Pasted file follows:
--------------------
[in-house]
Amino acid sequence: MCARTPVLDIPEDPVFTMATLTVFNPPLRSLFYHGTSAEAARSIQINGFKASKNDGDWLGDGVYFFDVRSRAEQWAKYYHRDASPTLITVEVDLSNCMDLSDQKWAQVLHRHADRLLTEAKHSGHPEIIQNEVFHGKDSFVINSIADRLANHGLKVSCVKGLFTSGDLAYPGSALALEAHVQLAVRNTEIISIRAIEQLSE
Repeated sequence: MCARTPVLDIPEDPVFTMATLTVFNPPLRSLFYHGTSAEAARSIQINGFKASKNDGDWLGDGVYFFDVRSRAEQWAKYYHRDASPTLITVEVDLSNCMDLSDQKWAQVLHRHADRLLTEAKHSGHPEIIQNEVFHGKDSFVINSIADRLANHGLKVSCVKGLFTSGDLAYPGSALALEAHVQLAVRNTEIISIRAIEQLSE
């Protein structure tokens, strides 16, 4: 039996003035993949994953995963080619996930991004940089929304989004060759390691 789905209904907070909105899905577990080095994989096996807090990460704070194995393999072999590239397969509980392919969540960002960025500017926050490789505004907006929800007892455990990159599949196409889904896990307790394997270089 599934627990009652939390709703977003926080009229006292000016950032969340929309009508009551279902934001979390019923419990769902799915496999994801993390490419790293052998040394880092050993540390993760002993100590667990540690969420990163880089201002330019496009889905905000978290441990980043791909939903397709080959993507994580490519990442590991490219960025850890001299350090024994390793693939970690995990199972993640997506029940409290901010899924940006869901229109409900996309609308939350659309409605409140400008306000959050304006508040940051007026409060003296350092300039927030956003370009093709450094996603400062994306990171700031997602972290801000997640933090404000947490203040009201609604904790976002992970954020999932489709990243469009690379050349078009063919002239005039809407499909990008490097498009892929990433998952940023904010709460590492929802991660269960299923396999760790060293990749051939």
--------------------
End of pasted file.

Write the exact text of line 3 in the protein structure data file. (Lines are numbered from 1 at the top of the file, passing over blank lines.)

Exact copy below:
Repeated sequence: MCARTPVLDIPEDPVFTMATLTVFNPPLRSLFYHGTSAEAARSIQINGFKASKNDGDWLGDGVYFFDVRSRAEQWAKYYHRDASPTLITVEVDLSNCMDLSDQKWAQVLHRHADRLLTEAKHSGHPEIIQNEVFHGKDSFVINSIADRLANHGLKVSCVKGLFTSGDLAYPGSALALEAHVQLAVRNTEIISIRAIEQLSE